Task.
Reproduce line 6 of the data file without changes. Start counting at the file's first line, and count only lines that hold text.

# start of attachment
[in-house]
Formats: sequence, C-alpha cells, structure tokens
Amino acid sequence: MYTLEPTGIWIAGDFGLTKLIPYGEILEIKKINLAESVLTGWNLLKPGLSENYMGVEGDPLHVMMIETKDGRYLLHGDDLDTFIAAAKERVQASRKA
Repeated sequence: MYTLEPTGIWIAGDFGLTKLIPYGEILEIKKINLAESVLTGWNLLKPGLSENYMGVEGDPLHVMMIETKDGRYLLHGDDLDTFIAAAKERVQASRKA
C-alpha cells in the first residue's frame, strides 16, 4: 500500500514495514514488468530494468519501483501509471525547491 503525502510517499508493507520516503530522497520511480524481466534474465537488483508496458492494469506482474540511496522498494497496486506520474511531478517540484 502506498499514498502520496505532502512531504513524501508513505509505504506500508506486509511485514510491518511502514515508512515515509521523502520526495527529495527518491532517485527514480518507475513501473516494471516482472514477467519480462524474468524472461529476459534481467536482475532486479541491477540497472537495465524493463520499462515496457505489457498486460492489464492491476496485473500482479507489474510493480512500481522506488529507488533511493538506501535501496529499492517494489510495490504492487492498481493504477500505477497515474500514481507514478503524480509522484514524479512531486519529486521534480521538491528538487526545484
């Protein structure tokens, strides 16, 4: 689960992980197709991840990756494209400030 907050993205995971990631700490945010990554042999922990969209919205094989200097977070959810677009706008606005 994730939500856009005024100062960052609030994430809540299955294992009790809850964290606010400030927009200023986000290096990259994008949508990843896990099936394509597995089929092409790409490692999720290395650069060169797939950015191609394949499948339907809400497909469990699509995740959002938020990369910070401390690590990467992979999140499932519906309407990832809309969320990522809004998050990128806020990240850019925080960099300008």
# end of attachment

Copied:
């Protein structure tokens, strides 16, 4: 689960992980197709991840990756494209400030 907050993205995971990631700490945010990554042999922990969209919205094989200097977070959810677009706008606005 994730939500856009005024100062960052609030994430809540299955294992009790809850964290606010400030927009200023986000290096990259994008949508990843896990099936394509597995089929092409790409490692999720290395650069060169797939950015191609394949499948339907809400497909469990699509995740959002938020990369910070401390690590990467992979999140499932519906309407990832809309969320990522809004998050990128806020990240850019925080960099300008």